A&E Review

Hidden Gems: The Teskey Brothers

The Tesky Brothers. Photo courtesy of Spotify.

Soul music is a dying genre, and passionate soul and blues artists are now a dying breed. Once soul pioneers like Etta James, Marvin Gaye and James Brown closed the curtain, soul music’s flame started to dwindle — and throughout the mid to late 1900s that flame was a raging fire.

Nowadays it’s Atlanta-born singer Leon Bridges or Washington D.C.’s finest, Jalen Ngonda, that are trying to revive a lost art. So who would’ve thought that the next hottest artists in Soul would hail from a small town outside of Melbourne, Australia rather than a southern town already deeply rooted in Soul.

Meet The Teskey Brothers. Sam and Josh Teskey started their group in 2008 but took nearly 10 years to make noise in the music industry. The Aussie-born brothers come from an area known for surf rock and indie music, making their rise in the soul and blues that much more fascinating.

With Josh on the vocals and Sam manning the guitar and other various instruments, the duo has already cultivated some heart-wrenching songs. You can feel Josh’s angst in “Pain And Misery” and “Never Tear Us Apart.” His voice belts from deep in his belly, and the fervor in his runs causes you to keep coming back to the same songs.

But whether you are heartbroken or head over heels in love, The Teskey Brothers have a song for the moment. “Forever You and Me” is a textbook “first dance at a wedding” song. From lyricism to the raw vocals from Josh, it’s such a moving song.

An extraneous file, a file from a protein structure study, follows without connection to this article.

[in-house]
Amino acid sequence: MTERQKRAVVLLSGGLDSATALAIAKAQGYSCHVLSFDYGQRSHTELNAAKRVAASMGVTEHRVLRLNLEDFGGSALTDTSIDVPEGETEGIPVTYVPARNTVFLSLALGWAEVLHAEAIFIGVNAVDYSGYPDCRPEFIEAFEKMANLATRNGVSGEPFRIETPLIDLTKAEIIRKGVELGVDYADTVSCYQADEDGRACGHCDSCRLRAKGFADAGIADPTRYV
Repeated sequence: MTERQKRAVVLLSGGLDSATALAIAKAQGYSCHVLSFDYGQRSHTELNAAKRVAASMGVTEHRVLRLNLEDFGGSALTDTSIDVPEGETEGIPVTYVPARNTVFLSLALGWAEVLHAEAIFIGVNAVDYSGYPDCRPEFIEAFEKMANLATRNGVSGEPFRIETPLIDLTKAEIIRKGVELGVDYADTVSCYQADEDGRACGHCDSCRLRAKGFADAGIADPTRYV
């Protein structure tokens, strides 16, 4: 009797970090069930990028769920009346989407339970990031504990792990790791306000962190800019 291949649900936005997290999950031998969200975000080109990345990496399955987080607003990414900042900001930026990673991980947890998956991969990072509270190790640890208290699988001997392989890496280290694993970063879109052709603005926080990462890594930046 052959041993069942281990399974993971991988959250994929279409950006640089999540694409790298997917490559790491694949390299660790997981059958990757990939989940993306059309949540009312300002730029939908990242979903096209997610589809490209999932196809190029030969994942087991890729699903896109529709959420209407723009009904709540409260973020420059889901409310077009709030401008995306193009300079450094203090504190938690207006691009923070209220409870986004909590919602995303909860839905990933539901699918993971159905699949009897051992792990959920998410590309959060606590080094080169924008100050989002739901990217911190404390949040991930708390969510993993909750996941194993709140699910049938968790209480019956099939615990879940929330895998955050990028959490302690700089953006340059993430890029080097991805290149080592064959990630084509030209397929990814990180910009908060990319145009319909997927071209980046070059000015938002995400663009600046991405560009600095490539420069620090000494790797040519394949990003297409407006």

“So Caught Up” is one of the many songs where the brothers compete with each other for the most impressive performance. Josh’s rasp is ever present in the chorus of this masterpiece, but Sam kept my knee tapping and head bobbing the whole song with his myriad of instruments keeping the flow in the background.

There’s much to marvel at when speaking on The Teskey Brothers, but to be quite frank there’s one main aspect of their music that keeps me coming back — and don’t take it the wrong way. Sam and Josh are two grungy, white guys from Australia who have managed to mimic the tones of African-American soul legends like Otis Redding and Sam Cooke.

If I’m not paying attention to what music I’ve queued up on my phone I can genuinely mistake these guys for a past trailblazer in soul. Not to make it a race thing, but white guys just simply aren’t supposed to sound like this and I’m still in slight disbelief each time I hear their bellowing voices. 

But this is ultimately what makes The Teskey Brothers so special. It feels as if they are resuscitating a style of soul and blues that died when Redding, Cooke and Brown all left us. The twang, rasp and emotion in Josh’s voice were only ever found in jazzy bars in the deep south of America up until this point.

New age soul artists like previously mentioned Bridges and Ngonda touch on the traditions the blues legends formed before them, but understandably so these men have their style. Ngonda can be too high-pitched and Bridges can lean too heavily into the pop genre, but The Teskey Brothers give you raw soul music.

They are truly the closest thing you are going to find to original soul and blues music in this generation, and with only 3.6 million Spotify listeners (most of those being Australian), the world has yet to discover soul music’s saving grace.

Josh and Sam have three beautifully made albums and a collection of singles waiting to be enjoyed too. They create music that truly hasn’t been perfected like this since artists like Redding and Cooke did it back in the 1960s. 

If you want to see the Aussie brothers do their thing in person they’ll be in Los Angeles this summer on June 5. Otherwise, they’ll be patiently waiting for you to press play on their Spotify account.